Left in Andover: ‘Hippie invasion’ irritated, but ultimately benefited Vermont

By Susan Leader
©2021 Telegraph Publishing LLC

Last week I had the opportunity to sit down to dinner with Joyce Bressler. A leading member of the radical 1970s era Vermont Media Collective, Bressler arrived on the Burlington scene in 1971, a member of Gov. Deane Davis’ mythic “hippie invasion.”

The seeds for her exodus from New York City had been sown at a Black Panther rally a few years prior in Washington, D.C. In a random but indelible conversation, a fellow protester suggested “she go find some white people to organize.”  The idealistic young college student took the advice to heart. For the next decade, she stood on the frontlines of social change, helping create the “new” Vermont.

Joyce Bressler of the 1970s Vermont Media Collective today.

The Vermont Media Collective created its seminal  multi-media documentary Vermont Speaks for Itself in 1973. To view a clip, click here. Inspiration came from Lee Webb, an anti-Vietnam War activist and organizer of the Vermont Public Interest Research Group who articulated local interests conflicting with those of big business and the tourist industry as “Colonialism and Underdevelopment of Vermont.” The Collective’s mission was to organize working Vermonters around affordable housing, a living wage and access to medical and dental care.

Vermont Speaks for Itself presents as a collegial conversation between John Klar and Bernie Sanders, with some Annie Proulx Postcards thrown in. Although it was created 50 years ago, the film’s critique of unaffordable housing for working people, ubiquitous second-home ownership and lamentation for a lost agrarian way of life is of the moment.

The film clearly outlines the issues. I queried Bressler as to what her group of activists saw as the solution. Her equivocal response was that, as indicated by the title, they left the answers to the people themselves.

It is a testimony to the makers of the film, who were simultaneously involved in creating first generation food coops and free medical clinics, that the frames of undoctored, toothless Vermonters resonate just a little less than they once may have.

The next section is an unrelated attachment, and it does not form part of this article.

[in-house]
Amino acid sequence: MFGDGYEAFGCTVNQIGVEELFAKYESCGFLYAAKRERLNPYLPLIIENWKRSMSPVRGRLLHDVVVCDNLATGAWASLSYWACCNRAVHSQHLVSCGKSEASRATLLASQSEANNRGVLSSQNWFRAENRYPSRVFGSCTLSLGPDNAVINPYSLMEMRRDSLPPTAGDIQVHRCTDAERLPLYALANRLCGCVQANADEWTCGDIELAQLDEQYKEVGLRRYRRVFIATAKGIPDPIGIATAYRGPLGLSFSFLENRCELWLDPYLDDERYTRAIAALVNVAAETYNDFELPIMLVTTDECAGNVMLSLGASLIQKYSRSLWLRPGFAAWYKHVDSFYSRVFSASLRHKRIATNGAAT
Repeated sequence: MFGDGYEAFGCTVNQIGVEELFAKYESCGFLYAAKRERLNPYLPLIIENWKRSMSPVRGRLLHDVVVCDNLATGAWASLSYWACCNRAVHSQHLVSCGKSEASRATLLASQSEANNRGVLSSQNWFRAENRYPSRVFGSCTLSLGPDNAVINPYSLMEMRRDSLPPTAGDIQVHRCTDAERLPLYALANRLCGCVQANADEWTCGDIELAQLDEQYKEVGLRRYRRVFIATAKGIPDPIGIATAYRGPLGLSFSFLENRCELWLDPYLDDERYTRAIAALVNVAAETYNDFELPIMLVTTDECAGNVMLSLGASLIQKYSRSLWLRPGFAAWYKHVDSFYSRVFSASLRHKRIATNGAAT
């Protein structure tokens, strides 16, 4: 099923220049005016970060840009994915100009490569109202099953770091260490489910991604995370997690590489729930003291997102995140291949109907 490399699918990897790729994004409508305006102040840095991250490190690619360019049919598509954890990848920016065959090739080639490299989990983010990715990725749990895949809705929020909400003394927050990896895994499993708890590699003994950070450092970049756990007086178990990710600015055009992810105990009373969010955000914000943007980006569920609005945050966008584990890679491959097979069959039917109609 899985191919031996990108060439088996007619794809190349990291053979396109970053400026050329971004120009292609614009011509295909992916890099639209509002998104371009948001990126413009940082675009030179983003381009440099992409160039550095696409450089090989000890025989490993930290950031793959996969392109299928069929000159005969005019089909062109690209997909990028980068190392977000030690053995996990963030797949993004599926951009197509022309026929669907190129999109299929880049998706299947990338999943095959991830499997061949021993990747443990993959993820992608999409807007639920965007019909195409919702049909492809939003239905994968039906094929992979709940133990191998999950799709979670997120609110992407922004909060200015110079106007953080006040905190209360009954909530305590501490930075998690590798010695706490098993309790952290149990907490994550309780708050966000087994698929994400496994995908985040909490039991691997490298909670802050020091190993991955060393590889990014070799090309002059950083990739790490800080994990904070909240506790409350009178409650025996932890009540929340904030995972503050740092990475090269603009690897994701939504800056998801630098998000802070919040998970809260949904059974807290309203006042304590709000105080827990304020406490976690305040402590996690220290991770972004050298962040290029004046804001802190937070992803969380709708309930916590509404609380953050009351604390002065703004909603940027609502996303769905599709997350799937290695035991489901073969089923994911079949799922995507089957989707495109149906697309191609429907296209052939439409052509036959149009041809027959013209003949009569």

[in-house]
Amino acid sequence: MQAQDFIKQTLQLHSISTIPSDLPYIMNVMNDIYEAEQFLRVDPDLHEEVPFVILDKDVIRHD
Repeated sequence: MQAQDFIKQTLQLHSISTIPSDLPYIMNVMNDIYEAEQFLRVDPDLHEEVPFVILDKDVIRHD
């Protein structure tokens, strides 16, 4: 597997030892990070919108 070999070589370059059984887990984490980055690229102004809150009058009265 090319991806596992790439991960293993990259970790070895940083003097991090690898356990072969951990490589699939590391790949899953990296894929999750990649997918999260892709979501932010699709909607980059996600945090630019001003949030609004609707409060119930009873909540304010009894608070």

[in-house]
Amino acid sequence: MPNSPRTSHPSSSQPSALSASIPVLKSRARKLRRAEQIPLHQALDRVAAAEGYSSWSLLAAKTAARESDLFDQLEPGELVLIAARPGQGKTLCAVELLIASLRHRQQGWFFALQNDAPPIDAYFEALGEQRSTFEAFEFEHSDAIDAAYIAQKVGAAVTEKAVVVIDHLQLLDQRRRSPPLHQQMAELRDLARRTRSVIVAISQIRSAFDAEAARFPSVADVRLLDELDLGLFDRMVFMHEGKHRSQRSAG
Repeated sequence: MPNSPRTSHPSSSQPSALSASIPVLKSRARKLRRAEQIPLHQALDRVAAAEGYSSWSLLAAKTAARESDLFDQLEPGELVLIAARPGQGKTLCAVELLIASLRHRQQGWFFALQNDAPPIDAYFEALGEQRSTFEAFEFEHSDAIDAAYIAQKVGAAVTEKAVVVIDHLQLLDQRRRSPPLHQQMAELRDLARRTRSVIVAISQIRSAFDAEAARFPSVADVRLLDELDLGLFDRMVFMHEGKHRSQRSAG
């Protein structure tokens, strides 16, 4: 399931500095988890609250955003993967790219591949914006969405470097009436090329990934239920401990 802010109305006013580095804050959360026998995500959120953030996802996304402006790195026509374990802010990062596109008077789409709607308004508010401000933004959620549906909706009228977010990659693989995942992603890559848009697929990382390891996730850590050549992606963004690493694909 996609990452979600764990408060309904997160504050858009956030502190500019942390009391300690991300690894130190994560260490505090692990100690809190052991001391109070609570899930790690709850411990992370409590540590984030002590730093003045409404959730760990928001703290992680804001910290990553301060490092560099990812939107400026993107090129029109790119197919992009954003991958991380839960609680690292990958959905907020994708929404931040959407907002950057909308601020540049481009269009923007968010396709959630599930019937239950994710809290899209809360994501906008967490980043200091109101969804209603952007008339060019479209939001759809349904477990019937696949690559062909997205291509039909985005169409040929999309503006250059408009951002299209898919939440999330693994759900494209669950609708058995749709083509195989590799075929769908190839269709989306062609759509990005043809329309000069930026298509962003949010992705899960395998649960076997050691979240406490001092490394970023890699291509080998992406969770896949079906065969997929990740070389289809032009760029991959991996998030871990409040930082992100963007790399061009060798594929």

Promo for the documentary ‘Vermont Speaks for itself.’

While access to housing, dental care and good nutrition remain enormous challenges, Vermont has done a relatively good job at making medical coverage available at low or no cost to those in need.

The film, in its original multi-media documentary form, was shared extensively with state bureaucrats at the time. It thereby contributed to the relatively progressive culture of Vermont’s present day social service agencies.

As Yvonne Daley writes in her history Going Up the Country: When the Hippies, Dreamers, Freaks and Radicals Moved to Vermont, “While the more radical elements of the counterculture may have wanted to take over the state, it was the infiltration of less radical hippies, and people sympathetic to their causes, into every aspect of Vermont life, as parents and neighbors, teachers and carpenters, social workers and counselors, lawyers and bakers — and voters — that incrementally brought about the liberalization of Vermont.”

Bressler honed her political philosophy alongside the young Bernie Sanders as a member of the Liberty Union Party. In 1974, running for legislative office in Burlington, she debated Madeleine Kunin.

Bressler describes her style of political organizing as relational. Its effectiveness lay in her ability to forge personal connections. Her experience was from a patriarchal family background. An unflinching feminism propelled her to help found Burlington Free Clinic, a pioneering provider of abortions by means of a legal loophole.

‘Going up the Country’ offers a history of the ‘hippie invasion’ of Vermont.

Other activities included Free Vermont, helping start the North Country Star newspaper, serving as a VISTA volunteer supervisor and Mt Philo Collective in Charlotte.

She left the state in 1979 to pursue a graduate degree in student personnel services at New York University. But in the end, her truly heroic Vermont resume blocked her ability to be hired in college administration.

In the spirit of Abby Maria Hemenway, I believe it is important to include in our state history Vermonters like Joyce Bressler who have gone on to other places.

In the 1970s, I was in and out, traveling elsewhere in hopes of catching the epicenter of the counter-revolution, not feeling sure if Andover qualified. Hats off to Bressler and others like her, those who stayed and those who moved on, for helping re-imagine this place I am lucky to call home.

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Filed Under: Community and Arts LifeLeft in Andover

About the Author: Vermont native and noted potter Susan Leader grew up on Popplewood Farm in Andover. At age 17, she was inspired to take up the potter's wheel by "a charismatic potter" from the Society of Vermont Craftsman. She spent 18 months apprenticing at pottery villages throughout Japan. She returned to Popplewood Farm, where she and her husband, fiddle player John Specker, raised their two daughters.

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